National Newswatch

Canada’s foremost constitutional authority predicts the federal government’s proposed new law on medically assisted dying will be struck down by the courts as unconstitutional.

Peter Hogg — who literally wrote the book on constitutional law in Canada, a text frequently cited by the Supreme Court — says Bill C-14 is inconsistent with the top court’s landmark ruling known as the Carter decision last year, which struck down the ban on assisted dying as a violation of the charter right to life, liberty and security of the person.

The court suspended its ruling for a year, later extended by four months, to give the federal government time to respond with a new law.

That deadline passed last night, with C-14 still under examination by independent-minded senators, many of whom have expressed strong objections that the bill would allow assisted death only for suffering Canadians who are already near death.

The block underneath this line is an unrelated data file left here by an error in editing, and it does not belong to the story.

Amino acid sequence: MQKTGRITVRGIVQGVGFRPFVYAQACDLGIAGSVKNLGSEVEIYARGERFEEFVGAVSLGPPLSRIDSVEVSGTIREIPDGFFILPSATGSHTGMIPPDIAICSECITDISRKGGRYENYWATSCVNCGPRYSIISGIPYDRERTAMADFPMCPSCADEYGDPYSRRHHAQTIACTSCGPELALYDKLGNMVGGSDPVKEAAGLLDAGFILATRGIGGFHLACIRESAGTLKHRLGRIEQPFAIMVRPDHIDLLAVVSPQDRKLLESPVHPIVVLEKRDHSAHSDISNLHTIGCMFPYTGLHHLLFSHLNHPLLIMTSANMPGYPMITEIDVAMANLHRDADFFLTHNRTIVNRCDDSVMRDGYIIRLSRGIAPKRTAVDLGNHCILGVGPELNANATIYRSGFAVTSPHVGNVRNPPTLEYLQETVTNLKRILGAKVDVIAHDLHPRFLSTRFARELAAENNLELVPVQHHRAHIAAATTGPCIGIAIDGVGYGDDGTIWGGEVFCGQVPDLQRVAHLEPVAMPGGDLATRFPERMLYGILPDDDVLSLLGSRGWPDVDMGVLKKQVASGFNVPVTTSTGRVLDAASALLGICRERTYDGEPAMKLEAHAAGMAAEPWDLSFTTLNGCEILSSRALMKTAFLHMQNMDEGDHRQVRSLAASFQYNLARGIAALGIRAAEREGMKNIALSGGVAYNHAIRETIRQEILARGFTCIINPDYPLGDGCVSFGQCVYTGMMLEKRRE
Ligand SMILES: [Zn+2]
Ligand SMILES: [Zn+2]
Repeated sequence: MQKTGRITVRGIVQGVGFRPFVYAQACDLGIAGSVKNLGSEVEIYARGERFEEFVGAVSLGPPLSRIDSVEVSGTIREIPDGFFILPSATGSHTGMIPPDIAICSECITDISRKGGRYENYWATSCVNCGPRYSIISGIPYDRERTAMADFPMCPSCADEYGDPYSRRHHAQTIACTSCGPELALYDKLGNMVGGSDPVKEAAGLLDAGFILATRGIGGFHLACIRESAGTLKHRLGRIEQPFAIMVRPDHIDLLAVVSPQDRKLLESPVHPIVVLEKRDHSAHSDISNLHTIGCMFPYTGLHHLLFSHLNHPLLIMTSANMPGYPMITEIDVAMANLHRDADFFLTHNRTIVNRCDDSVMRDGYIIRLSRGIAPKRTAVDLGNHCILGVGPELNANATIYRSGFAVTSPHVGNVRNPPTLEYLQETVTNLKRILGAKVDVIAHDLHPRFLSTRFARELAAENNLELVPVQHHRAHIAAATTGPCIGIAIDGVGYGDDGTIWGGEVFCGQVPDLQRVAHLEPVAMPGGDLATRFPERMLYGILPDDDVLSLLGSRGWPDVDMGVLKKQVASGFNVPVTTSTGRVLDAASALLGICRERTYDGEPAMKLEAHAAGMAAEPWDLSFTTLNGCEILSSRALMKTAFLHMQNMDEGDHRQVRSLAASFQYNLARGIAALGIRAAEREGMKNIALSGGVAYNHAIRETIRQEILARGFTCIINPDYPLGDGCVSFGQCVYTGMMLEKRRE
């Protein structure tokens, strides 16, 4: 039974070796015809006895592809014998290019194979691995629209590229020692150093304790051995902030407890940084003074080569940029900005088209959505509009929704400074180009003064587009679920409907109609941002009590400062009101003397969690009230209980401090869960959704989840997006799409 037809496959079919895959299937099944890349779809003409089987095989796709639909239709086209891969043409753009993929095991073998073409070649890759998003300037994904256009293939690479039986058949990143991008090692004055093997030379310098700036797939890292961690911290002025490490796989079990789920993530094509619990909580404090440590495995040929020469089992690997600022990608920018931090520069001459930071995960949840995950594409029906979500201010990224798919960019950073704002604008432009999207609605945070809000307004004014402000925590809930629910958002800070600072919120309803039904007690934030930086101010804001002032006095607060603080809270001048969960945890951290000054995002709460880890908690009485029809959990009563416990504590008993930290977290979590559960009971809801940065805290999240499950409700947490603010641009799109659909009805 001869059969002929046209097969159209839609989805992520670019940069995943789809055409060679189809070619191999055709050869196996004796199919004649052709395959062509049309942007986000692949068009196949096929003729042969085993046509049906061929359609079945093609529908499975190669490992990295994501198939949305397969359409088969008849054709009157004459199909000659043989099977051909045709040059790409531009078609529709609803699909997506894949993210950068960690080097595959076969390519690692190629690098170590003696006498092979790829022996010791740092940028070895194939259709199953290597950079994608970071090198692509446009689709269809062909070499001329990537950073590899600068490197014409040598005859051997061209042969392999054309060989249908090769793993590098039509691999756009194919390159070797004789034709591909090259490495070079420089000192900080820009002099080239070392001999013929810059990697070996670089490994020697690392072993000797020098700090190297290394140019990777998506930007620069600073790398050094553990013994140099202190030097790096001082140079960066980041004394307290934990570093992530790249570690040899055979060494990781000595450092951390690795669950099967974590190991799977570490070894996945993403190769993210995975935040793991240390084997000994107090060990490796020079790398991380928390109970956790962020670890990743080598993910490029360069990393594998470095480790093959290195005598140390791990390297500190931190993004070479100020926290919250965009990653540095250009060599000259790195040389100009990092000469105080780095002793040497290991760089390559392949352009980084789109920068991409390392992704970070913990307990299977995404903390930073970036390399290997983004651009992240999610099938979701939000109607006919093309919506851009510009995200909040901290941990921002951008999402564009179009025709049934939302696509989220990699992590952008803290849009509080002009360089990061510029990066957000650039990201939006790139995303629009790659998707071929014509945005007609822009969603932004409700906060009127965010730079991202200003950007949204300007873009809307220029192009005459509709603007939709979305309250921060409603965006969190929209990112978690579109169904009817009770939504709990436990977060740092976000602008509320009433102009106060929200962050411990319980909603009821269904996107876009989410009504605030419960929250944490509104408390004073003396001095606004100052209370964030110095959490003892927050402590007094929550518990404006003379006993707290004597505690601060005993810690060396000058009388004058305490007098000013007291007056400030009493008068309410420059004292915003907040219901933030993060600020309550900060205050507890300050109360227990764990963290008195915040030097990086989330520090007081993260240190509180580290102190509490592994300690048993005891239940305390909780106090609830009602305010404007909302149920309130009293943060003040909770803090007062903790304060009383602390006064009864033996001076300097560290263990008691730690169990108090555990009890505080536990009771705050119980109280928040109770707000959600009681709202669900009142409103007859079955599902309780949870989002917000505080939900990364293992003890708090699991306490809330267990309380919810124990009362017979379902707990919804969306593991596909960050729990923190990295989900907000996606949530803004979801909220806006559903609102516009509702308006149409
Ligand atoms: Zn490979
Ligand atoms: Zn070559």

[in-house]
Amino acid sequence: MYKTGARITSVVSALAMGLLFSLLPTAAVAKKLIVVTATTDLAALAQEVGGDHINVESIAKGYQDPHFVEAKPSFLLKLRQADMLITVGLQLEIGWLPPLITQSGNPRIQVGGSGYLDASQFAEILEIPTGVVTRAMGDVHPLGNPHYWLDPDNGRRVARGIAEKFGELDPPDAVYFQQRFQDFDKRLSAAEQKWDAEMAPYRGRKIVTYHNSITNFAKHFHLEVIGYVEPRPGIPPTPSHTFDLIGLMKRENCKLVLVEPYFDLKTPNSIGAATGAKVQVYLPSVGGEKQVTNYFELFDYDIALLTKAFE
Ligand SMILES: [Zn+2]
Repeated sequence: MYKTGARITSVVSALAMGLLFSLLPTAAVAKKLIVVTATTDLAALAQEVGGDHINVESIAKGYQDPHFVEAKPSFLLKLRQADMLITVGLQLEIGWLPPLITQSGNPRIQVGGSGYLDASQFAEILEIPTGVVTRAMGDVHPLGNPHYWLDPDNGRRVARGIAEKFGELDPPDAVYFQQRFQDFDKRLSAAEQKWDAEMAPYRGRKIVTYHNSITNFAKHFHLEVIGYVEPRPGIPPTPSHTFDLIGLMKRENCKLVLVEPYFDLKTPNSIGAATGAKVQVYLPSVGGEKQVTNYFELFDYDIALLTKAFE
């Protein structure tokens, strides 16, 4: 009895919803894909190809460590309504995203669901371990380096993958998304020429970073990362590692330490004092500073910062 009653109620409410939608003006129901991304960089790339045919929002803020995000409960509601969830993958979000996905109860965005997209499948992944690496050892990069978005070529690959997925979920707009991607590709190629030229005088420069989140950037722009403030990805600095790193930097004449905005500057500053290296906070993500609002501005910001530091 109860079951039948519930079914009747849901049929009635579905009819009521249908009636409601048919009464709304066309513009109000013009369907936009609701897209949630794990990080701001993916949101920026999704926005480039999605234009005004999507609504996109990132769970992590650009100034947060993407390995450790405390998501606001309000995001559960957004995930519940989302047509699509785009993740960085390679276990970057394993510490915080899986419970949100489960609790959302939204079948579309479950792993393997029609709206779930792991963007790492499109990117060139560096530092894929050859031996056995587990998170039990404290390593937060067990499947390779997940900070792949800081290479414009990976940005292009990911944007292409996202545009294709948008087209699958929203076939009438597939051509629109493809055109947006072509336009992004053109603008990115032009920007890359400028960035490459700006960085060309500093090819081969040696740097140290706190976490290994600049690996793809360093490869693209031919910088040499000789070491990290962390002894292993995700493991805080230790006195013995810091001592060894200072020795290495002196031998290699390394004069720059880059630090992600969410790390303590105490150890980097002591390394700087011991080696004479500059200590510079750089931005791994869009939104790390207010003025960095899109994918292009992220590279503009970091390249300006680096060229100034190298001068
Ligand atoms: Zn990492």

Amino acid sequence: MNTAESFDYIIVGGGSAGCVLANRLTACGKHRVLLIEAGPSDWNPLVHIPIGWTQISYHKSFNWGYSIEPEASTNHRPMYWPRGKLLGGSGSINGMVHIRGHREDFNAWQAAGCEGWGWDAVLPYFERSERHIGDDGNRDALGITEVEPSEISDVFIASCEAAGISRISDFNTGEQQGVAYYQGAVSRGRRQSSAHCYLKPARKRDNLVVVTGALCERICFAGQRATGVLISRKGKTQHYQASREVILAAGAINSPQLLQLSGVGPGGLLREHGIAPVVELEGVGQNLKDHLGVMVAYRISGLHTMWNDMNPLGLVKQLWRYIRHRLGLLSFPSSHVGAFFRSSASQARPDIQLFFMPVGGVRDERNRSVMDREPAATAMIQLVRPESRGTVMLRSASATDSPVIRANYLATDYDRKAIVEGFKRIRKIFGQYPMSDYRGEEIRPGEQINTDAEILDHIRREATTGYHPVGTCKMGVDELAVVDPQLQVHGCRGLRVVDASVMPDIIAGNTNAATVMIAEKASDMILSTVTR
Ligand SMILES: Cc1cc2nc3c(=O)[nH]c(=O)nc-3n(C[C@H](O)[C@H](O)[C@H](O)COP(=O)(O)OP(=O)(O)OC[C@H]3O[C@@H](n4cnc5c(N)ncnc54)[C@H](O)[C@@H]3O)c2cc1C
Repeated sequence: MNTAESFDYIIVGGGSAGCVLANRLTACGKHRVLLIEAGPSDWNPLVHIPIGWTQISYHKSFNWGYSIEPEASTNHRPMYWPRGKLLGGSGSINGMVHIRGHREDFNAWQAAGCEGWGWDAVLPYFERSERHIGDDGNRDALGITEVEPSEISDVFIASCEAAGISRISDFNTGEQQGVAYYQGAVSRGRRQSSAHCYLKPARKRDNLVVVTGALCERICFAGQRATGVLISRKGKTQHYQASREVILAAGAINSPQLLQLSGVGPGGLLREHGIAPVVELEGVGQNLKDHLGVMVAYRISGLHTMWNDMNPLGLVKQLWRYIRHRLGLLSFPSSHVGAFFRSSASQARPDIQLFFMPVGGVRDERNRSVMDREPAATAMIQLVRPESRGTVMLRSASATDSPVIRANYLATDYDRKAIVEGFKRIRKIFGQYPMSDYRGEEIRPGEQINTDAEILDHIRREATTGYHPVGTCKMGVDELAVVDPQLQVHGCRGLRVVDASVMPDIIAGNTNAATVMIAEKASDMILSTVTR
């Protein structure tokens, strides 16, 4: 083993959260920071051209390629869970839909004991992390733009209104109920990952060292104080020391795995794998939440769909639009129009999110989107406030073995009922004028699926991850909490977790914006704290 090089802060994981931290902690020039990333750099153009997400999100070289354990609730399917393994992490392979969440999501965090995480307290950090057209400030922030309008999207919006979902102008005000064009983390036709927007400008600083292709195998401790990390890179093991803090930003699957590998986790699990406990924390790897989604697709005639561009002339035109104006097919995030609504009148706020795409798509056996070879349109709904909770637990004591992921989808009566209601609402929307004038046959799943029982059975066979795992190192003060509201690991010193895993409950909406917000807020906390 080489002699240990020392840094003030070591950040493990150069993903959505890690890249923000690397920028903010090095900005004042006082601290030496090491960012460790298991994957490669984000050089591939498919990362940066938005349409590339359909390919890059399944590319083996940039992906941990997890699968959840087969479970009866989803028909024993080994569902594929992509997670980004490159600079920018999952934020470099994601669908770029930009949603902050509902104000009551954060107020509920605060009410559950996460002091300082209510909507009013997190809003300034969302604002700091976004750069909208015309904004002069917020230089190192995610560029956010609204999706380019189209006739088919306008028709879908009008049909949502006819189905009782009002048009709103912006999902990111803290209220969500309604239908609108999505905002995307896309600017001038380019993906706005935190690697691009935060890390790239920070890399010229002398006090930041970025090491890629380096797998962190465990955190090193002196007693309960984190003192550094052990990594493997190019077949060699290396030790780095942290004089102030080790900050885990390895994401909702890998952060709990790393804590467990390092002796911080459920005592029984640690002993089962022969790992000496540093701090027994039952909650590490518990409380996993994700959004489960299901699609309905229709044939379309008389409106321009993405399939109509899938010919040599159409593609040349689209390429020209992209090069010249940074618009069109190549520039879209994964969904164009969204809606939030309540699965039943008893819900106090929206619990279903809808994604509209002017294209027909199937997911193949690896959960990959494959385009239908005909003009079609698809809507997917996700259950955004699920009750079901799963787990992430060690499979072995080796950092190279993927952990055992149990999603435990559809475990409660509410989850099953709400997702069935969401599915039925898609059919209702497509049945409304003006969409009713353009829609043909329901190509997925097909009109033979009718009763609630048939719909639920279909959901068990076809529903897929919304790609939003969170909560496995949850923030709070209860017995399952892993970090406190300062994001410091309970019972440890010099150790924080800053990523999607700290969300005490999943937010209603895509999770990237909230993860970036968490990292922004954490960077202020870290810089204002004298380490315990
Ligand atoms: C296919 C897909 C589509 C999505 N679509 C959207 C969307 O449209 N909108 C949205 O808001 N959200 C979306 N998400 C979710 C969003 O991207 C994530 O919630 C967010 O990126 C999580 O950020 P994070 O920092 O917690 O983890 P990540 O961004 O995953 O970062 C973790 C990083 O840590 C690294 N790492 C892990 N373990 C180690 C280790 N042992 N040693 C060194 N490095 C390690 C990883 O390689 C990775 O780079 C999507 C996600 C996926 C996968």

As of today, medically assisted dying is now legal in Canada, governed by the eligibility criteria set out in Carter and guidelines issued by medical regulators in every province. However, the government is urging the Senate to pass C-14 as quickly as possible, arguing the legislation is urgently needed to ensure strict safeguards to protect the vulnerable.

Hogg is among the witnesses scheduled to appear today before the Senate’s legal and constitutional affairs committee to discuss the bill.

In speaking notes prepared for the committee and obtained by The Canadian Press, Hogg notes that the Supreme Court specifically said Parliament could respond to i

The Canadian Press
Click here for more political news headlines